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Interim Review of the Particulate Matter (PM) Research Centers of the USEPA: An SAB Report

A review of the PM Research Centers Interim Review Panel of the Executive Committee of the USEPA Science Advisory Board (SAB)

The following information and excerpts are from an EPA Science Advisory Board draft document that has been released to the public and is available on EPA's web site at:

Interim Review of the Particulate Matter (PM) Research Centers of the USEPA: An SAB Report (PDF) (38 pp, 239 K, about PDF)

SAB Conclusions

The SAB concluded that the PM Centers Program has both a) produced benefits beyond those normally found in individual investigator-initiated grants and b) is likely to continue to provide such benefits through to the end of its current funding cycle. Overall, the Panel found that the program merits continuation beyond FY04 -- through a new fully-competitive round of applications -- as one part of a diverse PM research portfolio at the Agency.

Conclusions:

  1. The PM Centers Program has both a) produced benefits beyond those normally found in individual investigator-initiated grants and b) is likely to continue to provide such benefits through to the end of its current funding cycle. Overall, the Panel found that the program merits continuation beyond FY04 -- through a new fully- competitive round of applications -- as one part of a diverse PM research portfolio at the Agency.
  2. The Panel identified several specific advantages that the Centers approach offers over other traditional research mechanisms, including enhanced flexibility and adaptability leading to improved timeliness, ability to conduct higher-risk pilot and validation efforts, study designs enhanced by intra-center multi-disciplinary integration, and improved leveraging of the Agency's and the Centers' research resources, among others.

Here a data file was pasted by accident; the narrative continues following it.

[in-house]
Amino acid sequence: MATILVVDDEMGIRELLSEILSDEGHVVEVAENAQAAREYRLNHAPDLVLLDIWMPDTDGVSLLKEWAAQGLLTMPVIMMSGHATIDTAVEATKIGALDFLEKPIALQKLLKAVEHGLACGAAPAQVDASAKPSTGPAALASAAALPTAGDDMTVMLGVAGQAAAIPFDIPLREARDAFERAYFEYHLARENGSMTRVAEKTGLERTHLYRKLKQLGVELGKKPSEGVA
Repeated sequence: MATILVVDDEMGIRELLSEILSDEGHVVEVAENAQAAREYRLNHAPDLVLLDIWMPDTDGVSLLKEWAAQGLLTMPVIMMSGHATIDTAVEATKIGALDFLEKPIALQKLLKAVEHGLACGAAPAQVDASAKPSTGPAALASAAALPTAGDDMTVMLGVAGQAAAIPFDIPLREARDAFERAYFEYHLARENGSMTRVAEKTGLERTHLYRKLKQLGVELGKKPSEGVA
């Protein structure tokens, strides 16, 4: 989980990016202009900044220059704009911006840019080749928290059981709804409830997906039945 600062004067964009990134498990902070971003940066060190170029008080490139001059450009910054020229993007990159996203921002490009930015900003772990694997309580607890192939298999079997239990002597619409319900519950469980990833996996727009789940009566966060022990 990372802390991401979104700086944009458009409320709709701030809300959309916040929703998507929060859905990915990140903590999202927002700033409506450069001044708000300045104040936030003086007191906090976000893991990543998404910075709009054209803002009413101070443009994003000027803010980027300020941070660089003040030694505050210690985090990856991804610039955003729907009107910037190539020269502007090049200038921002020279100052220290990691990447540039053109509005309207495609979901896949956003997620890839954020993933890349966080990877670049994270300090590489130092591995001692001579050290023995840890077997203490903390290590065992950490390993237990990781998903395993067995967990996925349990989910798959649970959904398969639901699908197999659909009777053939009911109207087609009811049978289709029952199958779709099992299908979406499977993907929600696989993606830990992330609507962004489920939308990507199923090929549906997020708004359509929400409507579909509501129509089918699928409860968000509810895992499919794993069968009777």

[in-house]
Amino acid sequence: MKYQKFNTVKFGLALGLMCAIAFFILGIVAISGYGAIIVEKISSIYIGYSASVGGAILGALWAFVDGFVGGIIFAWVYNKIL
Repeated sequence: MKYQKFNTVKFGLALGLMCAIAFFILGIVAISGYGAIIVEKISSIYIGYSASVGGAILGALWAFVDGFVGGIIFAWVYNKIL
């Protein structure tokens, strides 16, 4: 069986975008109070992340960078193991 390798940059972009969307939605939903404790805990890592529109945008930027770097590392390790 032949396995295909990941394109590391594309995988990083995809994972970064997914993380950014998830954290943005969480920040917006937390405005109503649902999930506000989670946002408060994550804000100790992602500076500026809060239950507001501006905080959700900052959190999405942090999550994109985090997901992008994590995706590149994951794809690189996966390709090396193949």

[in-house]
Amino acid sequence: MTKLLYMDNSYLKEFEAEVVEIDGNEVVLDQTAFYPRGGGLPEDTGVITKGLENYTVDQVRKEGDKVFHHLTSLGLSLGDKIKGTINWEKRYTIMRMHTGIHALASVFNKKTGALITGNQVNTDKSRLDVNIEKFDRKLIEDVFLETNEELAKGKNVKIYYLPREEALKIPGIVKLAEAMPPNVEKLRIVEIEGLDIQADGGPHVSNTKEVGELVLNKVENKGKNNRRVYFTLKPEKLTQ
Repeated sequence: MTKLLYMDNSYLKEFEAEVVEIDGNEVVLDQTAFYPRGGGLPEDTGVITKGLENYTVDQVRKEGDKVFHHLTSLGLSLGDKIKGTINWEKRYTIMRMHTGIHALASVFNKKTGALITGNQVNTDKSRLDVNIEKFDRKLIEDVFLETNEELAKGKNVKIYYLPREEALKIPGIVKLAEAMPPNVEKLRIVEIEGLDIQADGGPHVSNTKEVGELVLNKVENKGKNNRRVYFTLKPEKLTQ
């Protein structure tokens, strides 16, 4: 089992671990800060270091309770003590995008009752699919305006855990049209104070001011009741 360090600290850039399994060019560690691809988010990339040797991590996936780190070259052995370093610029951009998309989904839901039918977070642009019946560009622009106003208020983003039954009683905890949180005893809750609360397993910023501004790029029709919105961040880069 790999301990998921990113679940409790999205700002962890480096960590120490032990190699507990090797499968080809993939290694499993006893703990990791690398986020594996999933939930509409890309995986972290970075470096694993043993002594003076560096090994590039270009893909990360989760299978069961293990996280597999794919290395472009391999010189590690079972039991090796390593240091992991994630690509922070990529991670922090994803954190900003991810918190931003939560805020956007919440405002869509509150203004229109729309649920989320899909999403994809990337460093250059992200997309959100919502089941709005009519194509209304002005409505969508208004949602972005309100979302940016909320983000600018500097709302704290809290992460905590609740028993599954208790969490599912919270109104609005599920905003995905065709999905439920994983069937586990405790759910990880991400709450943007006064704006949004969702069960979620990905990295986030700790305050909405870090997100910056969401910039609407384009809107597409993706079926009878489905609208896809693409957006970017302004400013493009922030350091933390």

3. The Panel identified several ways in which a new round of Center grants could be enhanced, either by expanding upon activities already underway or by undertaking new efforts. Importantly, the Panel noted that while there are evident benefits of integration within and across Centers, there are also challenges to insure that the work of the Centers does not become isolated from that of other researchers within the Agency and in the academic community. Key enhancements include the following: a. Continued attention in a new request for applications (RFA) to focusing the Centers'efforts on the most critical PM needs b. The development of an informal, but overarching, mechanism of scientific advice to the program c. Enhanced opportunities for cross-fertilization of ideas with EPA intramural researchers and the broader extramural community d. The provision of systems and resources from the start for inter-center integration efforts.

SAB Summary Letter to the Administrator:
(from draft Interim Review of the Particulate Matter (PM) Research Centers of the USEPA: An SAB Report)

Honorable Christine Todd Whitman
Administrator
U.S. Environmental Protection Agency
1200 Pennsylvania Avenue,
NW Washington, DC 20460

Subject: Interim Review of the Particulate Matter (PM) Research Centers: An SAB Report

Dear Governor Whitman:

On February 11 and 12, 2002 the PM Centers Interim Review Panel (Panel) of the US EPA Science Advisory Board (SAB) met to review the Agency's PM Research Centers program as a mechanism for generating research results that can inform Agency decision-making. The request to provide this advice was received from the National Center for Environmental Research (NCER) in the Office of Research and Development (ORD).